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With Unity dropping support for MonoDevelop, developers need to look for new IDEs. This is a brief description of my recent experience with the two most popular alternatives.

Jan Mysior, Blogger

July 30, 2018

9 Min Read

Disclaimer 1: I am not employed at JetBrains or Microsoft nor was I incentivized in any way to write this article.

Disclaimer 2: This is not an attempt at a comprehensive comparison of all available alternatives – simply a subjective description of my experience with Visual Studio for Mac and JetBrains Rider.

I’ve been using MonoDevelop from the very beginning of my adventure with Unity. I’ve used it to code (and mess up too - see the side note at the end) quite a few projects.

In the peak of my relationship with MonoDevelop (I call it a relationship because there were days when I spent much more time with it than with my wife...) a colleague told me about JetBrains Rider for Unity (back then it was still free), but I felt MonoDevelop did not slow me down so I said… “meh” and remained loyal.

Then, many projects later, came January of 2018 and Unity officially announced dropping future support for MonoDevelop.

Speechless at first... I decided was time to put the tip of my pinky a few centimeters outside the comfort zone. I installed Visual Studio (for Mac) and used it for a few months.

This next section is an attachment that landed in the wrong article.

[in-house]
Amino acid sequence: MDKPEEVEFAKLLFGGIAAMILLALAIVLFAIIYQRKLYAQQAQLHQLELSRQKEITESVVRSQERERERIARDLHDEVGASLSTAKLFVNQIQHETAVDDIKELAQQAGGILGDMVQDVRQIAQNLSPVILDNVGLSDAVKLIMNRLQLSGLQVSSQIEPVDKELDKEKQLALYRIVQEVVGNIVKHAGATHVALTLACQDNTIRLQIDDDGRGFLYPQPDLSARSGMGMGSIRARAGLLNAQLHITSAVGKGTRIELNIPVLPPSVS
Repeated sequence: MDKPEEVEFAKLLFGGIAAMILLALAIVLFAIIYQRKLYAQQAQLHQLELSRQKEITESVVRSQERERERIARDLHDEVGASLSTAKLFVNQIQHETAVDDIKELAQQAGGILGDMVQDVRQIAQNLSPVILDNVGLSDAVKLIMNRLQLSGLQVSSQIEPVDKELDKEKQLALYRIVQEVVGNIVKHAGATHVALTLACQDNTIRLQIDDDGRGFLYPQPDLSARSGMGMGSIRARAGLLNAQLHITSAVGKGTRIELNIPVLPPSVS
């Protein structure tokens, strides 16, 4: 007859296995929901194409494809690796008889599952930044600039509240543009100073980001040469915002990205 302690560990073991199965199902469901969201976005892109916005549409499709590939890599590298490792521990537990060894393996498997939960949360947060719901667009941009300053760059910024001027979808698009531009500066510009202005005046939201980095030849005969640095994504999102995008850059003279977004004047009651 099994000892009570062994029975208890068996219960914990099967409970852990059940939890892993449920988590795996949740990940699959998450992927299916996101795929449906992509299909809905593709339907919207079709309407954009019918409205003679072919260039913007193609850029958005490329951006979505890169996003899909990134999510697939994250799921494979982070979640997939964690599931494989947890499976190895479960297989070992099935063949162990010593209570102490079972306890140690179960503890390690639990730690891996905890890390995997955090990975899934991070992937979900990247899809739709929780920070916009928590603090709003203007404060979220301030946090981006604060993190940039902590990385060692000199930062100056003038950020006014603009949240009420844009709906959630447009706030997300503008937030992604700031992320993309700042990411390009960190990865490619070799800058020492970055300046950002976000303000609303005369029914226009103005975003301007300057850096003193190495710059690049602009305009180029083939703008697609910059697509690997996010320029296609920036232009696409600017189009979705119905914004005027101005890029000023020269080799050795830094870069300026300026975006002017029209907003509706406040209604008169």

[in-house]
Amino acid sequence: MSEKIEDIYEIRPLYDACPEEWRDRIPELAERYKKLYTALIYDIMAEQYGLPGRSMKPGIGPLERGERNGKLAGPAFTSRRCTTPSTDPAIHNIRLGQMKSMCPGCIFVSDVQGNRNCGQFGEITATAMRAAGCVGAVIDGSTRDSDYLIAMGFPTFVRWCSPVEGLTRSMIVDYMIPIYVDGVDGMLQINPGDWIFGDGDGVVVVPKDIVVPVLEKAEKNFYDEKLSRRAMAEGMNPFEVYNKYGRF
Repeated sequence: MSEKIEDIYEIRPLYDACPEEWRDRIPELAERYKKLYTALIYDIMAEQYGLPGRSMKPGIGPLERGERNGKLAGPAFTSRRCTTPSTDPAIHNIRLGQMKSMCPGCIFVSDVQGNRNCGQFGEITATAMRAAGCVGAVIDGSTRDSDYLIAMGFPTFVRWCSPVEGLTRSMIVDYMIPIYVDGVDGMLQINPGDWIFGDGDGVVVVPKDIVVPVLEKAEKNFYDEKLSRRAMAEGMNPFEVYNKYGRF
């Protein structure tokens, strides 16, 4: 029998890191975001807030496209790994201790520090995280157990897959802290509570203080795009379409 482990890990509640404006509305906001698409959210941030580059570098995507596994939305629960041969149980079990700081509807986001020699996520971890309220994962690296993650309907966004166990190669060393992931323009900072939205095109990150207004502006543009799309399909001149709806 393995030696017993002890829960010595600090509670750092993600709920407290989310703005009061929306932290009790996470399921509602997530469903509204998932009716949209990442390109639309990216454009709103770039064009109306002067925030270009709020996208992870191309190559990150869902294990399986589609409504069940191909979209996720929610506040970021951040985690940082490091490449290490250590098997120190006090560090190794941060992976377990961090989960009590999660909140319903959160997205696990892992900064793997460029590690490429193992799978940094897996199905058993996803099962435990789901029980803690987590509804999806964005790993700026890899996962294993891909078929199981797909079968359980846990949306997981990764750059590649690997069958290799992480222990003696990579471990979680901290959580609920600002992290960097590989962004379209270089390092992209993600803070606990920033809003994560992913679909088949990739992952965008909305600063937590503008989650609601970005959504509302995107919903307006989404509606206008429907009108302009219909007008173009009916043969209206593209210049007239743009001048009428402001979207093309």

And… I liked it very much!

Well, it needs some manual tweaking to work ok with Unity (like this ProjectFileHook to suppress the constant CS0649 warning) and I had to reprogram some muscle memory because of how different the code completion works. But many code inspections, intelligent variable naming proposals and Unity messages in Intellisense (no more copy-pasting of that OnCollisionEnter() from Unity docs!) made me put Visual Studio in front of MonoDevelop on my list within just a few hours.

After becoming almost a pro in going out of the comfort zone (“almost” being the keyword here), I was ready to try JetBrains Rider (there is 30 day free evaluation) to see if it’s worth the price tag.

A few days later Rider became my number one choice for IDE. And here is why:

Automatic inserts of “using” statements

If you’re using MonoDevelop the following will sound familiar: You want to reference Image or TextMeshProUGUI classes and your autocomplete does not cooperate with you. You suddenly remember you need to write “using UnityEngine.UI” or “using TMPro” at the top (import assemblies).

In Rider you can forget about all that hassle. Autocomplete works even for non-imported assemblies and when you hit Enter, Rider automatically inserts the “using” statements into the appropriate place in your file. Bam!

Rename a class/file without breaking the .meta files in Unity

I’m a maniac when it comes to naming so Ctrl+R is one of the most common shortcuts I use. If you rename a class that derives from MonoBehaviour from within the IDE you usually break your project in Unity (the .meta files don’t get updated and as a result the “referenced script is missing”). This always forced me to rename the file in Unity Editor first and only afterwards rename the class in IDE.

Renaming a class in Rider updates the .meta files in Unity accordingly. Nothing gets broken!

Saving a file in Rider triggers pre-compilation in Unity